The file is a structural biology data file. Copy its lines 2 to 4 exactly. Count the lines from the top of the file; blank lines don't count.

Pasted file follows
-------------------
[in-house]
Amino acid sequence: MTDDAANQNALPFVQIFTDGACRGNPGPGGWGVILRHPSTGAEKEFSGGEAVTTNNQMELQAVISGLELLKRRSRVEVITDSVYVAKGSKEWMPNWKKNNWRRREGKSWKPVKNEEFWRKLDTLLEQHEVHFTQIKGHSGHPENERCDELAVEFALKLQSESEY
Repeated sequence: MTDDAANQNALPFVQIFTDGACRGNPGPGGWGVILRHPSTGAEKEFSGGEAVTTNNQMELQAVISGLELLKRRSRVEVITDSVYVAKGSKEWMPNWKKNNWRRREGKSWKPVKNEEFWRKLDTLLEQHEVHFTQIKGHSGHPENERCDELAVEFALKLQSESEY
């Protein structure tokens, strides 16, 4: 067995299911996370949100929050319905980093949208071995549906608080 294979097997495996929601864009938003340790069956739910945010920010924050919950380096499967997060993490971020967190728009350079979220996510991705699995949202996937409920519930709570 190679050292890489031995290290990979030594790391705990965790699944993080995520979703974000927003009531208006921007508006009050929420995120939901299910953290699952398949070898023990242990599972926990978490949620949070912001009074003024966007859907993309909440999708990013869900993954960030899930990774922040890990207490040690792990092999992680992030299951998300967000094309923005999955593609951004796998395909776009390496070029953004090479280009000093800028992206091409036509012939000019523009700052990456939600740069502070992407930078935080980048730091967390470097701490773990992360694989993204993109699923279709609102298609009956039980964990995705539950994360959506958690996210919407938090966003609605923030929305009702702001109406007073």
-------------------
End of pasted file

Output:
Amino acid sequence: MTDDAANQNALPFVQIFTDGACRGNPGPGGWGVILRHPSTGAEKEFSGGEAVTTNNQMELQAVISGLELLKRRSRVEVITDSVYVAKGSKEWMPNWKKNNWRRREGKSWKPVKNEEFWRKLDTLLEQHEVHFTQIKGHSGHPENERCDELAVEFALKLQSESEY
Repeated sequence: MTDDAANQNALPFVQIFTDGACRGNPGPGGWGVILRHPSTGAEKEFSGGEAVTTNNQMELQAVISGLELLKRRSRVEVITDSVYVAKGSKEWMPNWKKNNWRRREGKSWKPVKNEEFWRKLDTLLEQHEVHFTQIKGHSGHPENERCDELAVEFALKLQSESEY
């Protein structure tokens, strides 16, 4: 067995299911996370949100929050319905980093949208071995549906608080 294979097997495996929601864009938003340790069956739910945010920010924050919950380096499967997060993490971020967190728009350079979220996510991705699995949202996937409920519930709570 190679050292890489031995290290990979030594790391705990965790699944993080995520979703974000927003009531208006921007508006009050929420995120939901299910953290699952398949070898023990242990599972926990978490949620949070912001009074003024966007859907993309909440999708990013869900993954960030899930990774922040890990207490040690792990092999992680992030299951998300967000094309923005999955593609951004796998395909776009390496070029953004090479280009000093800028992206091409036509012939000019523009700052990456939600740069502070992407930078935080980048730091967390470097701490773990992360694989993204993109699923279709609102298609009956039980964990995705539950994360959506958690996210919407938090966003609605923030929305009702702001109406007073």